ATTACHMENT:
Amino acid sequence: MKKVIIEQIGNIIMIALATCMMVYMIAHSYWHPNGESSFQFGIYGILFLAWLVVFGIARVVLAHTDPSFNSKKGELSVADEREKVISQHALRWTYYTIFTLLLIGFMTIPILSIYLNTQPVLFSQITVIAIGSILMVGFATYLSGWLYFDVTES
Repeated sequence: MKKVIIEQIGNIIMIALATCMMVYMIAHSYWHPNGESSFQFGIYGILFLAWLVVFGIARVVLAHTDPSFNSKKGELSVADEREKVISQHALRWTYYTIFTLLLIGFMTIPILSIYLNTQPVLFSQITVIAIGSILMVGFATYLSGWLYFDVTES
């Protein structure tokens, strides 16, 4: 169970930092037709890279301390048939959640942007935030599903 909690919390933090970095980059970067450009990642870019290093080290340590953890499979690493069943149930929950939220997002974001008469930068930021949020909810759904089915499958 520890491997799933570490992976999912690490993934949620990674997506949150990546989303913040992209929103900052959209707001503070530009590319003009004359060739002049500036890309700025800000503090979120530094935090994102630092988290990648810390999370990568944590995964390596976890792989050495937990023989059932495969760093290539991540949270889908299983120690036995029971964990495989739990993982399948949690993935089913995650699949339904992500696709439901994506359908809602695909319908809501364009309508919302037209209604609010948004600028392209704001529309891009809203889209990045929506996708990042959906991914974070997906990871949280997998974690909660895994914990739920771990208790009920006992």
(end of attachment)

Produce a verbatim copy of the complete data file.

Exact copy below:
Amino acid sequence: MKKVIIEQIGNIIMIALATCMMVYMIAHSYWHPNGESSFQFGIYGILFLAWLVVFGIARVVLAHTDPSFNSKKGELSVADEREKVISQHALRWTYYTIFTLLLIGFMTIPILSIYLNTQPVLFSQITVIAIGSILMVGFATYLSGWLYFDVTES
Repeated sequence: MKKVIIEQIGNIIMIALATCMMVYMIAHSYWHPNGESSFQFGIYGILFLAWLVVFGIARVVLAHTDPSFNSKKGELSVADEREKVISQHALRWTYYTIFTLLLIGFMTIPILSIYLNTQPVLFSQITVIAIGSILMVGFATYLSGWLYFDVTES
């Protein structure tokens, strides 16, 4: 169970930092037709890279301390048939959640942007935030599903 909690919390933090970095980059970067450009990642870019290093080290340590953890499979690493069943149930929950939220997002974001008469930068930021949020909810759904089915499958 520890491997799933570490992976999912690490993934949620990674997506949150990546989303913040992209929103900052959209707001503070530009590319003009004359060739002049500036890309700025800000503090979120530094935090994102630092988290990648810390999370990568944590995964390596976890792989050495937990023989059932495969760093290539991540949270889908299983120690036995029971964990495989739990993982399948949690993935089913995650699949339904992500696709439901994506359908809602695909319908809501364009309508919302037209209604609010948004600028392209704001529309891009809203889209990045929506996708990042959906991914974070997906990871949280997998974690909660895994914990739920771990208790009920006992």